Aerial View Over Edinburgh circa 1920, One of the Best Aerial Photographs Ever Taken

Taking photos from great heights is all the rage these days. Which makes sense, given how easy it now is to get your hands on a camera-equipped drone, or commandeer a satellite. But after seeing this photo of Edinburgh, taken by Alfred Buckham around 1920, we’re not sure there’s much need to keep snapping. Put your lens caps on, pilots: the most majestic aerial photo was taken nearly a century ago!

Alfred G. Buckham, Aerial View over Edinburgh, c. 1920, courtesy of the Scottish National Portrait Gallery.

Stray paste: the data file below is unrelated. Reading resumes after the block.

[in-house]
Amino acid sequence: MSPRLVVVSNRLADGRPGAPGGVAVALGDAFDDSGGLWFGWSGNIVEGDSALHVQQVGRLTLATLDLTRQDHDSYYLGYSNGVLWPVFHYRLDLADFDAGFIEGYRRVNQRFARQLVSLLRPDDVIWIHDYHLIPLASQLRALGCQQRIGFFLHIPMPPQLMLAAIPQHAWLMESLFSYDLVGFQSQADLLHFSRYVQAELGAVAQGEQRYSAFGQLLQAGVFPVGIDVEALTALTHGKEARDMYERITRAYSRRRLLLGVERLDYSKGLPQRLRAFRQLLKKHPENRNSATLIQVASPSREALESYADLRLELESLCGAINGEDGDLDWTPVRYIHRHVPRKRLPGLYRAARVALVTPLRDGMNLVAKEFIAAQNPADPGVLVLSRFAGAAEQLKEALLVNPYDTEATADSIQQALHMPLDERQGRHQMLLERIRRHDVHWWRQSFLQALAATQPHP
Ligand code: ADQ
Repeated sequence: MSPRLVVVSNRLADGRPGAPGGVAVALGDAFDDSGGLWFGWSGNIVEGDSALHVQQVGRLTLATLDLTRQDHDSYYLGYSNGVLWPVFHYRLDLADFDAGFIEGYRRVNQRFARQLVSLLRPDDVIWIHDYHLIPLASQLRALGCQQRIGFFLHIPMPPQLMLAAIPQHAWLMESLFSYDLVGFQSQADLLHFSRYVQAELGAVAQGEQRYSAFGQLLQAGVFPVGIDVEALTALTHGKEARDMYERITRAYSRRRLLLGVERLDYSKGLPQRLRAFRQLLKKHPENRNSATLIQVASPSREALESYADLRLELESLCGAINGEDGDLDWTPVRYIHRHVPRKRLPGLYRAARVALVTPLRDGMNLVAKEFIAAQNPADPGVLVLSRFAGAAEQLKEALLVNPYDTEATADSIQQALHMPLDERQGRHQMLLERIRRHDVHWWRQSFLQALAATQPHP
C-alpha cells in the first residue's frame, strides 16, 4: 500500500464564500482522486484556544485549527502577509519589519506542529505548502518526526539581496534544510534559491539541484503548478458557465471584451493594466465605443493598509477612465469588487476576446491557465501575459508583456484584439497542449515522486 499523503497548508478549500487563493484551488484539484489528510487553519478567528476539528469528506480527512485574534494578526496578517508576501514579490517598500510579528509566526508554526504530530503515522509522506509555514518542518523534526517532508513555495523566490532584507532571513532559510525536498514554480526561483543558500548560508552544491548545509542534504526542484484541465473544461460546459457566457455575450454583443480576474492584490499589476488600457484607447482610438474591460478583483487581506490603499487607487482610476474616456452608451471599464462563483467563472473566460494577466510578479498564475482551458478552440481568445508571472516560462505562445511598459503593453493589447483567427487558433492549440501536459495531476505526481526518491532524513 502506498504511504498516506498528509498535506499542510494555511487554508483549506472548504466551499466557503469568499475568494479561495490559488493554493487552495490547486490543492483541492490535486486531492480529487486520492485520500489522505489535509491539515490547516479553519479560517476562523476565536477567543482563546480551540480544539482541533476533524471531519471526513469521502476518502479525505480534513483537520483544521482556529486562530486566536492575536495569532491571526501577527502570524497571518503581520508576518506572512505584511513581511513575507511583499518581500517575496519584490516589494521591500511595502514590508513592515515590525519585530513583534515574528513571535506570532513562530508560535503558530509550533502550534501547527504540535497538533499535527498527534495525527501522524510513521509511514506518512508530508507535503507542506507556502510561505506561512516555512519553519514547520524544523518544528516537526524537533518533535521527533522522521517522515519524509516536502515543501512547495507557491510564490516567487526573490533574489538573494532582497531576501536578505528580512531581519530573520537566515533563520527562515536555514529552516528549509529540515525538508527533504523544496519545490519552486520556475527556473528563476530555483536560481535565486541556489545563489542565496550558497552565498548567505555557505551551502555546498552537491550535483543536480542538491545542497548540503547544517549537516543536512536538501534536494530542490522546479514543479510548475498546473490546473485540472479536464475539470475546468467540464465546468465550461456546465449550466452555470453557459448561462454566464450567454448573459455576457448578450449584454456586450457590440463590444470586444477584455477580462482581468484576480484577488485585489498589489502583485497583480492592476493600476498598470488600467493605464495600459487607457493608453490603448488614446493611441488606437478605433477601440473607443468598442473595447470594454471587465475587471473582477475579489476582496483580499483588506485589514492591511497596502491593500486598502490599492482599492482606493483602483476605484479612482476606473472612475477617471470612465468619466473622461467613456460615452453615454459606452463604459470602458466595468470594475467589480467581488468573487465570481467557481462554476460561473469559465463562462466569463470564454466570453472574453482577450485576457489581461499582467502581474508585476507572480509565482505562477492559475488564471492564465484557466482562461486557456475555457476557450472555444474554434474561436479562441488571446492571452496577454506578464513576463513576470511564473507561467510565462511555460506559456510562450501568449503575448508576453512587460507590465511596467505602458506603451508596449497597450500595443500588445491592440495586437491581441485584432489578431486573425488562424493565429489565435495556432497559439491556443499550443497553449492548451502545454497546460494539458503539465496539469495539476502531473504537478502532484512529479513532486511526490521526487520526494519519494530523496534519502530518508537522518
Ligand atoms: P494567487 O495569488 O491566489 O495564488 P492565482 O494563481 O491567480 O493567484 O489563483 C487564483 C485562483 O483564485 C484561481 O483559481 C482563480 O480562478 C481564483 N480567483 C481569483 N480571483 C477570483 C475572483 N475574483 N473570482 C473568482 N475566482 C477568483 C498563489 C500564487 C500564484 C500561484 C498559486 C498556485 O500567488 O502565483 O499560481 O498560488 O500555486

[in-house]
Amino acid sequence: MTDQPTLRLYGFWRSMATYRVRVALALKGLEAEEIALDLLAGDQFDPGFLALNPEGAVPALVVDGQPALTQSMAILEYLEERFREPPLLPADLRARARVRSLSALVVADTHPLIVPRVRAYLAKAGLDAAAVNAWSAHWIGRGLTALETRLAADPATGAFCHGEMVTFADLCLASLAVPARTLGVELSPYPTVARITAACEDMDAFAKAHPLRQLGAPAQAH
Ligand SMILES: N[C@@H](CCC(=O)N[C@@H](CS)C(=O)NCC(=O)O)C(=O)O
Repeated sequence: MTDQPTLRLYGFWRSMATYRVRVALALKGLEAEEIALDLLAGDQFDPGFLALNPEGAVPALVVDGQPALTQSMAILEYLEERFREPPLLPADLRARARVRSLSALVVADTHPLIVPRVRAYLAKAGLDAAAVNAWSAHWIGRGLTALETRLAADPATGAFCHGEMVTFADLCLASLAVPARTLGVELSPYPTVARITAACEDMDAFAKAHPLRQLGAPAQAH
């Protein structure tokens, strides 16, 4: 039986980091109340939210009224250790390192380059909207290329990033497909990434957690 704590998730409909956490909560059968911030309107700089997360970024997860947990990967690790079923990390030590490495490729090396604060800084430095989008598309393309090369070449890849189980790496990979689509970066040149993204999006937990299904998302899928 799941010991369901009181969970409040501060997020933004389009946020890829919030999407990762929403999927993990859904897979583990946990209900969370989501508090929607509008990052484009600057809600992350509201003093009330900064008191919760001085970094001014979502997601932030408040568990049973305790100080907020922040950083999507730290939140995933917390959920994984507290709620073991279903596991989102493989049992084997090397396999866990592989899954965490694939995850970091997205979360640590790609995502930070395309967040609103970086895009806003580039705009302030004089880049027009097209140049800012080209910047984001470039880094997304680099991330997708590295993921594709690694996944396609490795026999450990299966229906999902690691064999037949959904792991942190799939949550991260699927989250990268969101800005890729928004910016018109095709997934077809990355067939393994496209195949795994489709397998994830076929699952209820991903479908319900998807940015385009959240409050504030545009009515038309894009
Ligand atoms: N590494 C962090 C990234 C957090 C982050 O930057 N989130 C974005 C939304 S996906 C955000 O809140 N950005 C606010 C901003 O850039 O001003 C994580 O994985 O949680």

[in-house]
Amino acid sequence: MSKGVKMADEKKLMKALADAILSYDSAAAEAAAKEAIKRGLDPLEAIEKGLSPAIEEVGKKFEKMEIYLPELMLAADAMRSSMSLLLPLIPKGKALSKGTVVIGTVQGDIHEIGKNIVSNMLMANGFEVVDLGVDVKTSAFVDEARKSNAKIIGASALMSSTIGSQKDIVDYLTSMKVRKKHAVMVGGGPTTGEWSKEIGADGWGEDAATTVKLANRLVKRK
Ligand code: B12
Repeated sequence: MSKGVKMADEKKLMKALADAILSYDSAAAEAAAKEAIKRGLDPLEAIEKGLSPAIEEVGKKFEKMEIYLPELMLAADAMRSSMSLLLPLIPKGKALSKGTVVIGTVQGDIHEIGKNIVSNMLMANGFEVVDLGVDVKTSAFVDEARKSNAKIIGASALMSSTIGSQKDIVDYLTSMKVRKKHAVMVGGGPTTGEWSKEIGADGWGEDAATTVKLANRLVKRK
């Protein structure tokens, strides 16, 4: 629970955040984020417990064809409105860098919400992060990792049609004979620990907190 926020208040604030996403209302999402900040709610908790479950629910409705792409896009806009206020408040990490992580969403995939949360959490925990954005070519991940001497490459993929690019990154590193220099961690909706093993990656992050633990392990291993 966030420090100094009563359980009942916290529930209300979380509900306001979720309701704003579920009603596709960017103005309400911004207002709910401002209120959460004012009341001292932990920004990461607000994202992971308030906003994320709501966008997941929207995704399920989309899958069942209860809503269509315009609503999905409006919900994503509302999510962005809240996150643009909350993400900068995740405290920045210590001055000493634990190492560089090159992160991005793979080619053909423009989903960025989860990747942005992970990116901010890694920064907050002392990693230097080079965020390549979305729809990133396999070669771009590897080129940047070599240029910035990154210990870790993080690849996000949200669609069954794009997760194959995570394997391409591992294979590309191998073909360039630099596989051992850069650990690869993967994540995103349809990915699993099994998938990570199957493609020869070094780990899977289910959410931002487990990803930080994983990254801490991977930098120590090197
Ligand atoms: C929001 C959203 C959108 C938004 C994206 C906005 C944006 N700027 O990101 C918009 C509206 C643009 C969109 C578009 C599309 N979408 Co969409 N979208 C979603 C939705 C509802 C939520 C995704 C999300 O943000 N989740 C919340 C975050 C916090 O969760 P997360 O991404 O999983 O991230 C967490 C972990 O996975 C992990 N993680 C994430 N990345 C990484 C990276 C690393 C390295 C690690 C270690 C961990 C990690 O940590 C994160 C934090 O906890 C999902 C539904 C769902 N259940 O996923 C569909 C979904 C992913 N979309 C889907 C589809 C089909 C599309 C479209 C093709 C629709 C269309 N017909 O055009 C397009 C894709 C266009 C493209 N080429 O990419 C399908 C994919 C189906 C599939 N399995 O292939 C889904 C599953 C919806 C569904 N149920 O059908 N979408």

From the earliest days of manned flight, photographers sought to capture the strange and unfamiliar beauty of the view from above. Whether it was from balloons, airships or later, fixed-wing aircraft, enterprising pioneers overcame formida­ble technical obstacles to create striking new images of the world below. It was, however, through warfare in the twentieth century that aerial photography came to prominence. Alfred Buckham’s remarkable body of work in the air had its origins in a brief, eventful career with the Royal Navy in the last phase of the First World War, but he was also able to develop a highly personal approach that combined his skills in documentary reconnaissance with an artist’s feeling for mood and atmosphere.